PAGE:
• Avoid injuries: Hip injuries can increase the risk of osteoarthritis. Care for your joints by warming up before exercising and using exercise equipment correctly.


Are Your Symptoms Affecting Your Quality Of Life?

Consult our MOH-accredited orthopaedic specialist for an accurate diagnosis & personalised treatment plan today.

How Is Hip Osteoarthritis Diagnosed?

If you have gradual worsening symptoms, you should see an Orthopaedic Surgeon for an assessment. Your doctor will access your medical history and conduct a physical examination of your hip. Your doctor will check for tenderness in the area, range of motion and any signs of injury.

To confirm the diagnoses, your doctor may order imaging tests such as:

  • X-rays: To detect hip dysplasia, osteoarthritis and other inflammatory arthritis of the hip
  • MRI scan: To assess the soft tissue structures around the hip joint, including the labrum and tendons.

What Are The Stages Of Hip Osteoarthritis?

The severity of hip osteoarthritis is grouped into four stages, from Stage 1 to Stage 4. Depending on the stage, the treatment for the condition will differ.

  • Stage 1
    The hip joint has minor wear and tear and bone spurs but will not cause much pain.
  • Stage 2
    The cartilage starts to break down, but the space between the bones is not too severe. Some pain, stiffness and discomfort are common.
  • Stage 3
    The cartilage wear and tear becomes more severe, and the space between the bones narrows. Everyday activities like walking may be challenging and can cause pain.
  • Stage 4
    This stage is the most severe form of hip osteoarthritis where the cartilage is almost completely lost. The bones are constantly rubbing against each other, causing chronic inflammation, pain and even loss of mobility.

How Is Hip Osteoarthritis Treated?

Osteoarthritis has a spectrum of symptoms depending on the severity of the condition. Many patients have mild to moderate symptoms, and this is usually well managed with periods of rest and activity modification.

Some non-surgical treatment options include:

  • Physical therapy: Useful in managing pain and improving motion and strength of the knees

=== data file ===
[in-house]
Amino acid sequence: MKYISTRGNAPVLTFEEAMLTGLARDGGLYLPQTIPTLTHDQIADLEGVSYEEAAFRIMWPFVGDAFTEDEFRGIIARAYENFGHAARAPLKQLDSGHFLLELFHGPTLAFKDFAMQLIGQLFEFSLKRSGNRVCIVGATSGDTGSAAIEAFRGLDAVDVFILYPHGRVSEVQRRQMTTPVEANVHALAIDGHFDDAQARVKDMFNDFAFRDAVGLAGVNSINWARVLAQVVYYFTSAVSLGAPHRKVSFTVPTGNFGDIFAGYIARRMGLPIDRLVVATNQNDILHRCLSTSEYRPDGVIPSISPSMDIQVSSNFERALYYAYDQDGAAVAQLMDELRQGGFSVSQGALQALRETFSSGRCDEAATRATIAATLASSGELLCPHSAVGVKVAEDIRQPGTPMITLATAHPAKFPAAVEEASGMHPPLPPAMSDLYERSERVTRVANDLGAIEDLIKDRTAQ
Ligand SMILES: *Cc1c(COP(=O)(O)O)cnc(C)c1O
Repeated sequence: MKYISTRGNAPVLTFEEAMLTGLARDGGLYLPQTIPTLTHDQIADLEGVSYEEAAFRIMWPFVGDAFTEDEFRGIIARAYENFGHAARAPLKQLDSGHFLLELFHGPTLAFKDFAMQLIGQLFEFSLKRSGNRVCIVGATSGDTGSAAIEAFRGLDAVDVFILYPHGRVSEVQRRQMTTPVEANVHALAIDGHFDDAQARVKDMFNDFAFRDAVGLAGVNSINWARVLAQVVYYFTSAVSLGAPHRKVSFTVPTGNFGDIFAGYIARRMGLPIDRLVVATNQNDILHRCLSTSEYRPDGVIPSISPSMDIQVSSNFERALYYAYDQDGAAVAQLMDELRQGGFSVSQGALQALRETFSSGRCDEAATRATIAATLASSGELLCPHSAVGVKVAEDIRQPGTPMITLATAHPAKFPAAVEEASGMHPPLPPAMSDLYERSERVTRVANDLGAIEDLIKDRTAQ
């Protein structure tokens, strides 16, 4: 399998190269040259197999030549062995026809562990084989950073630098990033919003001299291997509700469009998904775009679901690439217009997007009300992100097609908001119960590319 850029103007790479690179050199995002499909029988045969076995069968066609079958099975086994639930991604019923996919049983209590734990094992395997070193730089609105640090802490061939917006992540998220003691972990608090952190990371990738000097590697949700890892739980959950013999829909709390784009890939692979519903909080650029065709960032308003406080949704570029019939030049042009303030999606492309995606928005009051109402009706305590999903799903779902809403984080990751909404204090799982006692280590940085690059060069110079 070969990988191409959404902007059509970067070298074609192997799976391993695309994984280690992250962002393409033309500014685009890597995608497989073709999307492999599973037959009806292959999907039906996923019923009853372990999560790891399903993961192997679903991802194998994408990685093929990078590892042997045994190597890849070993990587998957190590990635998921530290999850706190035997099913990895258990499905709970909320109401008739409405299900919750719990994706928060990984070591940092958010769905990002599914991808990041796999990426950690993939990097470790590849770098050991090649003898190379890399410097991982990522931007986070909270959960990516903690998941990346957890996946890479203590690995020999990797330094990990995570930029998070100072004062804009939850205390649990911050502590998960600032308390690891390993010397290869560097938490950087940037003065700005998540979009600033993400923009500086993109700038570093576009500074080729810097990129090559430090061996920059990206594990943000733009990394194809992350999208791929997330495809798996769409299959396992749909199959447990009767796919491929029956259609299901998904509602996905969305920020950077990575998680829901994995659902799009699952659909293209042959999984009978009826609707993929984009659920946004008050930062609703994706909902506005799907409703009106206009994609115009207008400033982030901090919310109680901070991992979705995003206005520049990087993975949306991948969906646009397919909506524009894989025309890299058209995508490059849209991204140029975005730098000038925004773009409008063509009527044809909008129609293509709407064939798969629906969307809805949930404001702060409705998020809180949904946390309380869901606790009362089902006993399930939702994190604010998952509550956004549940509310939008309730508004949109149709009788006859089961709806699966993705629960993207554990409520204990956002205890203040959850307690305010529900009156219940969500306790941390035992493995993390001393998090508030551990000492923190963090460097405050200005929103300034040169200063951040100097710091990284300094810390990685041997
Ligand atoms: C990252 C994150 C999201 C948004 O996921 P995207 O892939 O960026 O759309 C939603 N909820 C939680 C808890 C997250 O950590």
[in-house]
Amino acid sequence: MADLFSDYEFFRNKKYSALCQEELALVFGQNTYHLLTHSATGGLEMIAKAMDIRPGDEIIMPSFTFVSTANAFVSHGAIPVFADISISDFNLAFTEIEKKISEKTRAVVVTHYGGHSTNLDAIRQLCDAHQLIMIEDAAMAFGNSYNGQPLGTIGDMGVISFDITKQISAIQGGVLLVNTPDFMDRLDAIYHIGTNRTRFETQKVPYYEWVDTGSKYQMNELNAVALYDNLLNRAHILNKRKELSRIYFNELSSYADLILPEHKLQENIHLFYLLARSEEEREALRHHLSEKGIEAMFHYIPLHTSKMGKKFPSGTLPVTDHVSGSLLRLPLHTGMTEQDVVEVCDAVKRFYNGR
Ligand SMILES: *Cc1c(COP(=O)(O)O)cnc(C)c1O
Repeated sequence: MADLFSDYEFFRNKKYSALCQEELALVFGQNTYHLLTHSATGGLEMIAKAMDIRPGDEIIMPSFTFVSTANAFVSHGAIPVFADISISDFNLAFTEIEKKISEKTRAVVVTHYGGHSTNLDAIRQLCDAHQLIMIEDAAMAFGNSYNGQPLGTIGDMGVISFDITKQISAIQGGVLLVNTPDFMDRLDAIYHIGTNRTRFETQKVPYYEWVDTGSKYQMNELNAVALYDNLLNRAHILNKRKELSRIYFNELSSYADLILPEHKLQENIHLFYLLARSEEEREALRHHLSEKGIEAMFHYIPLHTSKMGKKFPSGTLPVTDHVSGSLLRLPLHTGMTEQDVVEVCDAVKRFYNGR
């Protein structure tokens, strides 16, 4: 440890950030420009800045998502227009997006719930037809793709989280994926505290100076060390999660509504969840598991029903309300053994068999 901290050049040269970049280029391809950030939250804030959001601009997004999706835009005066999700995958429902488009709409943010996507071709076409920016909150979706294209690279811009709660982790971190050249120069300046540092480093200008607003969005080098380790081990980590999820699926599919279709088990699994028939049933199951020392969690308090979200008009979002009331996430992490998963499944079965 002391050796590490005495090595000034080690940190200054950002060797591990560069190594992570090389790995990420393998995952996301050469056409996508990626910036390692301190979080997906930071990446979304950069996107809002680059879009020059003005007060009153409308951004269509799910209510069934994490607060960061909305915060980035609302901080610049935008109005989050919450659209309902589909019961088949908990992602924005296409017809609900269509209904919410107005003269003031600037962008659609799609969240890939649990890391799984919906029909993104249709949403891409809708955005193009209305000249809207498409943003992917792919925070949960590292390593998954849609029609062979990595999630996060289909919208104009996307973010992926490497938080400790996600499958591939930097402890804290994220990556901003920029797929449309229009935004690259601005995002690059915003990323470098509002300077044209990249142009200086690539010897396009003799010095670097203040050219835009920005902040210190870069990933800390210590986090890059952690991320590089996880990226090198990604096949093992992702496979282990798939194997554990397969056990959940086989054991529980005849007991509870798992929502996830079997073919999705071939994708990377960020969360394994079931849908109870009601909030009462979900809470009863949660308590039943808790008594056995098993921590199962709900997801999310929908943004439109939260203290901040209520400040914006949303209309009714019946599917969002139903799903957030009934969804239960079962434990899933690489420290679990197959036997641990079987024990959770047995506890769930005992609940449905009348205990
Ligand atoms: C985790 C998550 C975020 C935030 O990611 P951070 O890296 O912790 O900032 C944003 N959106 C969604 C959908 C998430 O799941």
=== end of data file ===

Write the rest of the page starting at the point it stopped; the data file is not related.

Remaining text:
• Medications: Non-steroidal anti-inflammatory medications to help alleviate pain and swelling during acute flares
  • Weight loss
  • Walking aids or supportive devices
  • Intra-articular injections with steroids or hyaluronic acid

In severe cases where the above recommendations have been unsuccessful, surgery is an option to treat osteoarthritis of the hip. A total hip replacement surgery may be recommended to remove hip pain and restore motion to help the patient walk and resume normal activities.


Dr. Kau Chung Yuan

MBBS (S’pore)

MRCS (Ireland)

MMed (Ortho)

FRCSEd (Ortho)

Dr Kau (许医生) is a Fellowship trained Orthopaedic Surgeon with a subspecialty interest in Hip and Knee surgery and has been in practice for more than 15 years.

He is experienced in trauma and fracture management, sports injuries, and joint replacement surgery.

  • Fellow of the Royal College of Surgeons Edinburgh, Orthopaedics (FRCS, Edin) 2014
  • Master of Medicine (Orthopaedics), Singapore (MMed) 2013
  • Member of the Royal College of Surgeons Ireland (MRCS, Ire) 2009
  • Bachelor of Medicine and Surgery (MBBS, Singapore) 2004

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Patient Feedback

Ethan Chan
Dr. Kau is an exemplary doctor who is experienced in his field and is very patient with his patients. He walked me through the details of my knee condition and addressed all my concerns. Thanks to Dr. Kau, I had a better understanding of my ACL and MCL injury and the various treatment options available. His advice and treatment have been very valuable to me.
Ming Lee Chua
Dr Kau was very careful and explained clearly the surgery procedures. After surgery, the care while I was in hospital was closely monitored and he even came during weekends! The hip so far has recovered and healed. His ‘predictions’ of when what can happen are so accurate. Trust him.
Teo Pek Suan Diana
I had a very successful total hip replacement done by Dr Kau 4 years ago. 4 months after the operation I was back walking, cycling and swimming. The beautiful job gave me much confidence Dr Kau is most professional and has such great doctor patient communication.

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    Frequently Asked Questions (FAQs)

    Is walking good for osteoarthritis of the hip?

    Walking is a great form of exercise for hip osteoarthritis as it encourages blood flow to the joints.

    How do you stop hip osteoarthritis from progressing?

    While osteoarthritis cannot be cured, you can slow down the progression of the condition with regular physical activity.

    What activities should be avoided with hip arthritis?

    High-impact activities like running and jumping should be avoided.

    What are the early signs of hip arthritis?

    High-impact activities like running and jumping should be avoided.